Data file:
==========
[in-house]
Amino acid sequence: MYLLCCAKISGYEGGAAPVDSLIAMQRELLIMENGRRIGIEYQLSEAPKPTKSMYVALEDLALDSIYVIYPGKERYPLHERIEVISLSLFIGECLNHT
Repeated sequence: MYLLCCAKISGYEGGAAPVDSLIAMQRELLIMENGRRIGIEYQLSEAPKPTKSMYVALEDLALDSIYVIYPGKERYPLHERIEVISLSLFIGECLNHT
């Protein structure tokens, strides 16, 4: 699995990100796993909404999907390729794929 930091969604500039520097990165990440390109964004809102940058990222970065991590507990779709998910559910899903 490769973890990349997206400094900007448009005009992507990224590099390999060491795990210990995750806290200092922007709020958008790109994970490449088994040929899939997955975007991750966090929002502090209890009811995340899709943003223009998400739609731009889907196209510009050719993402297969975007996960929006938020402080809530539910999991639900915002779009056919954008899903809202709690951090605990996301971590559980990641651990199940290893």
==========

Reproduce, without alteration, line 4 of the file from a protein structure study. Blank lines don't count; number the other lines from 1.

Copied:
């Protein structure tokens, strides 16, 4: 699995990100796993909404999907390729794929 930091969604500039520097990165990440390109964004809102940058990222970065991590507990779709998910559910899903 490769973890990349997206400094900007448009005009992507990224590099390999060491795990210990995750806290200092922007709020958008790109994970490449088994040929899939997955975007991750966090929002502090209890009811995340899709943003223009998400739609731009889907196209510009050719993402297969975007996960929006938020402080809530539910999991639900915002779009056919954008899903809202709690951090605990996301971590559980990641651990199940290893």